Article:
Big Kids, Boosters, and Back Seats: How This Simple Combination Can Prevent Serious Injuries in Motor Vehicle Collisions

If your children are anything like mine, they start insisting they are far too old or too big to ride in a booster seat when, in reality, they’re still too small to ride safely without one.

“But my friends don’t ride in them,” and “I’m not a baby anymore,” are common arguments that kids love to use to try and sway a parent’s judgement. Some booster seat manufacturers may even pressure parents further by labeling their product as only necessary for children up to a certain age or weight. After hearing these points often enough, you may be tempted to believe them.

Here’s the catch: no specific age or weight limit can measure safety benefits of a booster seat—it’s all about the proper fit of a child’s seat belt.

The team at partnered with the Virginia Highway Safety Office, Eastern Virginia Medical School, Children’s Hospital of the King’s Daughters, and Portsmouth Fire & Rescue to create this powerful video that demonstrates the importance of booster seats for “big kids”:

How does a booster seat keep my child safer in an accident?

Booster seats elevate children so that a car’s lap and shoulder belt will fit properly. A proper fit of the vehicle’s integrated seat belt is one in which the lap belt rests across the child’s hips and the shoulder belt rests across the shoulder and chest, not against the neck or behind the child’s back. No matter what their age or weight, or how much they argue to the contrary, a child cannot achieve the correct fit of an integrated seat belt without the aid of a booster seat until they are at least 4’9” (145 cm) tall.

Children who are under 4’9” and not elevated by a booster seat run the risk of a vehicle’s integrated safety belt riding up above their hips and onto their abdomen. If they’re involved in a collision with a seat belt in this position, the sudden pressure of the belt itself can cause severe internal injuries. Shoulder belts that are repositioned behind a child’s back or under an arm to try and accommodate for an uncomfortable and improper fit can result in catastrophic head and spinal damage in a crash.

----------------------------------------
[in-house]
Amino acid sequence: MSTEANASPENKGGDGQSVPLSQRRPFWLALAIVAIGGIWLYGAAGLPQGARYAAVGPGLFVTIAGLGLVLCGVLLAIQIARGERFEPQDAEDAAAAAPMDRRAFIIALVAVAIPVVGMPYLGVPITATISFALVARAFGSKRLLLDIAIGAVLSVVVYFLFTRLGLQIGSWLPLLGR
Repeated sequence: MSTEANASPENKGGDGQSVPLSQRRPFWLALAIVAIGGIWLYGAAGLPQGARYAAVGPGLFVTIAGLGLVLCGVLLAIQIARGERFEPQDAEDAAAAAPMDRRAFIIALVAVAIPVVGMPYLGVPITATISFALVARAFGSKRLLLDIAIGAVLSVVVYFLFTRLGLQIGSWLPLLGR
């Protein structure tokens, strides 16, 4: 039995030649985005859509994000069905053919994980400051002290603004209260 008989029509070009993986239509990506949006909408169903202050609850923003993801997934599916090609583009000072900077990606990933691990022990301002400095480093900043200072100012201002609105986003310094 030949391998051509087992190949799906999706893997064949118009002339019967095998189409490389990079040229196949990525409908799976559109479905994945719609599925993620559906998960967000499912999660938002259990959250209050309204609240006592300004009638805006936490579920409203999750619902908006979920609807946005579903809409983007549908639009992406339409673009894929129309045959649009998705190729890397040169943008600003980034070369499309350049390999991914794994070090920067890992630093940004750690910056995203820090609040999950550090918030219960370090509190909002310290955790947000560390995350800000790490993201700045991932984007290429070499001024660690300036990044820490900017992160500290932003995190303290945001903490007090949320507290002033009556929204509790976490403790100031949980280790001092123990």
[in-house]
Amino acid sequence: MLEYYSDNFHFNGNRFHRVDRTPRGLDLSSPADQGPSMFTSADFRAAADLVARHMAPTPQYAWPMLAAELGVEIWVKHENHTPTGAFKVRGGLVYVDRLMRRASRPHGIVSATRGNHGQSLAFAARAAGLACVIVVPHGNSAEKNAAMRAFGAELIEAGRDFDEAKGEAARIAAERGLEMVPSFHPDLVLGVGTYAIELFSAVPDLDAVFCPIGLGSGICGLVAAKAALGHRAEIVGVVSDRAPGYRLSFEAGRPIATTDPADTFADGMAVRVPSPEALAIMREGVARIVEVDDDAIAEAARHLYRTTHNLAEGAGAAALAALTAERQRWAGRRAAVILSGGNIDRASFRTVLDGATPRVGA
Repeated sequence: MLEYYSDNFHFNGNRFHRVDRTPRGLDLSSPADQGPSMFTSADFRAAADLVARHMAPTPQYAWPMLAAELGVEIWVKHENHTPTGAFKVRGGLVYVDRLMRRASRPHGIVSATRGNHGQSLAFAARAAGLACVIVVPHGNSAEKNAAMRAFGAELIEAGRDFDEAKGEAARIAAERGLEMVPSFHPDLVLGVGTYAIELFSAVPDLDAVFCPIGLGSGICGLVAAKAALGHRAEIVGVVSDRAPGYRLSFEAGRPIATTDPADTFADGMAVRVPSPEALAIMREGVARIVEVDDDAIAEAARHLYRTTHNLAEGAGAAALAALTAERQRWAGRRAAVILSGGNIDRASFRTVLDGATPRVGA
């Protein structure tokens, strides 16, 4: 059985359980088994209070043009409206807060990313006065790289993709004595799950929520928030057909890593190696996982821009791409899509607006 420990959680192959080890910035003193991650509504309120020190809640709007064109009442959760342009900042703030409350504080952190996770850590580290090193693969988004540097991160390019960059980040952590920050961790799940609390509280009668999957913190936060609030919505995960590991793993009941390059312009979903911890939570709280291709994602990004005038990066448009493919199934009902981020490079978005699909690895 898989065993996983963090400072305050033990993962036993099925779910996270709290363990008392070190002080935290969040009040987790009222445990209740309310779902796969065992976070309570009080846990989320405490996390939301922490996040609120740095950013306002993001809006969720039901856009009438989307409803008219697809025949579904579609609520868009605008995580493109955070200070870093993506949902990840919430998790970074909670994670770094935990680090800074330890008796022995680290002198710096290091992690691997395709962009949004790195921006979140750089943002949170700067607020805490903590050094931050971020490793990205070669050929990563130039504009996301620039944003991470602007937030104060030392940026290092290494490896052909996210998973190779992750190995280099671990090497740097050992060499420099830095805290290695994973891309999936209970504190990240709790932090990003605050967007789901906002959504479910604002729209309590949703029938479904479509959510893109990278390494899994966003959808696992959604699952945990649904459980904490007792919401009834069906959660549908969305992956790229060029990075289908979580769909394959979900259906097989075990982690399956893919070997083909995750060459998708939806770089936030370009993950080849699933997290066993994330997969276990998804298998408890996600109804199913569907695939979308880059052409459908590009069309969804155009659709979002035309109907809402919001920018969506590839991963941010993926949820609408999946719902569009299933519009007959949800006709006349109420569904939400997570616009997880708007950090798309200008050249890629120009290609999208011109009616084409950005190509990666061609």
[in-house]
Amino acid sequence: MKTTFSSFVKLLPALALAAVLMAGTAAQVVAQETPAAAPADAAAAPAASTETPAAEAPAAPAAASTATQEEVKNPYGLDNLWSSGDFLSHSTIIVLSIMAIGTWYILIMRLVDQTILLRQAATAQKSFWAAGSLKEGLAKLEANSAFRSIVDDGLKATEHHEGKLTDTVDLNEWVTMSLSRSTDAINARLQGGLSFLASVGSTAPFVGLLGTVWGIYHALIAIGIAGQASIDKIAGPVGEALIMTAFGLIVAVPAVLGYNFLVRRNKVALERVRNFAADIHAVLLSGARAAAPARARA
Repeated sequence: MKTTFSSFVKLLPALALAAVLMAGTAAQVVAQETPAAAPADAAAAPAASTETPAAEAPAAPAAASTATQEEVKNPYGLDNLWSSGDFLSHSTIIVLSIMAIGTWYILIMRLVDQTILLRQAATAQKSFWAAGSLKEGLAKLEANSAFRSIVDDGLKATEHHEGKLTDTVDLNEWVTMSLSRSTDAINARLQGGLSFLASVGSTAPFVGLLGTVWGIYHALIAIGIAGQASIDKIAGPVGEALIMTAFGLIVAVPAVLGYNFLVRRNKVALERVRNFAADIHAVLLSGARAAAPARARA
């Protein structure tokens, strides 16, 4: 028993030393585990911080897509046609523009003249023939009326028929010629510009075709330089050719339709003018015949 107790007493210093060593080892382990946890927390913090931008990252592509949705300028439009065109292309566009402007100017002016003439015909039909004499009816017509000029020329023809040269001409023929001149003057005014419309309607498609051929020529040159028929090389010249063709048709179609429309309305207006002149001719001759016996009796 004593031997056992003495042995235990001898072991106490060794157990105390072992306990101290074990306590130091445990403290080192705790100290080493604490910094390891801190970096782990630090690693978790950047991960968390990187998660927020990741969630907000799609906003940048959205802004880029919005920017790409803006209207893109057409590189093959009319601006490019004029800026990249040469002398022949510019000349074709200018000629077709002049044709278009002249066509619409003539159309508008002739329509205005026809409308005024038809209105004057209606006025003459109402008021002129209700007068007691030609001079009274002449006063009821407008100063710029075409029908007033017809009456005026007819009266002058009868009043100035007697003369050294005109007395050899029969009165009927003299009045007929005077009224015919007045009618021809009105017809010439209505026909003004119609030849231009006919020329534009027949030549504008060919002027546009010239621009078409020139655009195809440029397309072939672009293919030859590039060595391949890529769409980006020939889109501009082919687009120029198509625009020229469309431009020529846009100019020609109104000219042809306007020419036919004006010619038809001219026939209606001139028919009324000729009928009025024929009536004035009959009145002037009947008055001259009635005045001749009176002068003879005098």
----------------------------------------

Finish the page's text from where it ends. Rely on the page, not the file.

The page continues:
The elevation provided by booster seats is crucial to achieving the maximum benefit from your car’s safety belt system.

How do I know if they’re too small for a booster seat?

You know that your child isn’t too big for a booster seat, but how can you tell if they’re too small? If you’re uncertain after trying out the fit of your car’s seat belt, then a harness seat is a better choice than a booster. Younger children whose pelvic bones have yet to develop the ridges needed to help a vehicle’s integrated seat belt stay in the proper position require the additional protection provided by a harness seat.

Though booster seat manufacturers market their products for children as young as 3 years old or 30 pounds, the National Highway Traffic Safety Administration (NHTSA) and the American Academy of Pediatrics (AAP) both recommend a safety seat with a five-point harness for children between the ages of 3 and 7. These harnesses help to prevent young children from sliding under traditional three-point safety belts in a collision, and they also help to reduce the severity of injuries by spreading the force of an impact over a wider area of the child’s body, reducing localized trauma.

If your child is 7 years old and has not yet outgrown the belt length of a harness seat, they should continue using it. The five-point harness is still their safest option when they surpass 7 years as long as they still comfortably fit the seat.

Does a booster mean my child is ready for the front seat?

According to NHTSA, children under age 13 should always ride in the back seat to prevent impact injuries from air bags. A child who is elevated by a booster seat and who has a properly-fitted safety belt is still vulnerable to the damages caused by the force of air bag deployment. To help reduce injuries in a collision, the back seat is the safest place in the vehicle.

If you have questions about the proper way to secure a harness seat in your car, how to use the seat belt guide on a booster seat, or would like hands-on guidance and an expert opinion of the fit of your child’s safety belt, you can visit your local police or fire station for assistance. You can also find a National Child Passenger Safety Certified Technician (CPST) and child seat-fitting stations though the CPST web directory.

Additional harness seat and booster seat installation help is available from NHTSA Parents Central.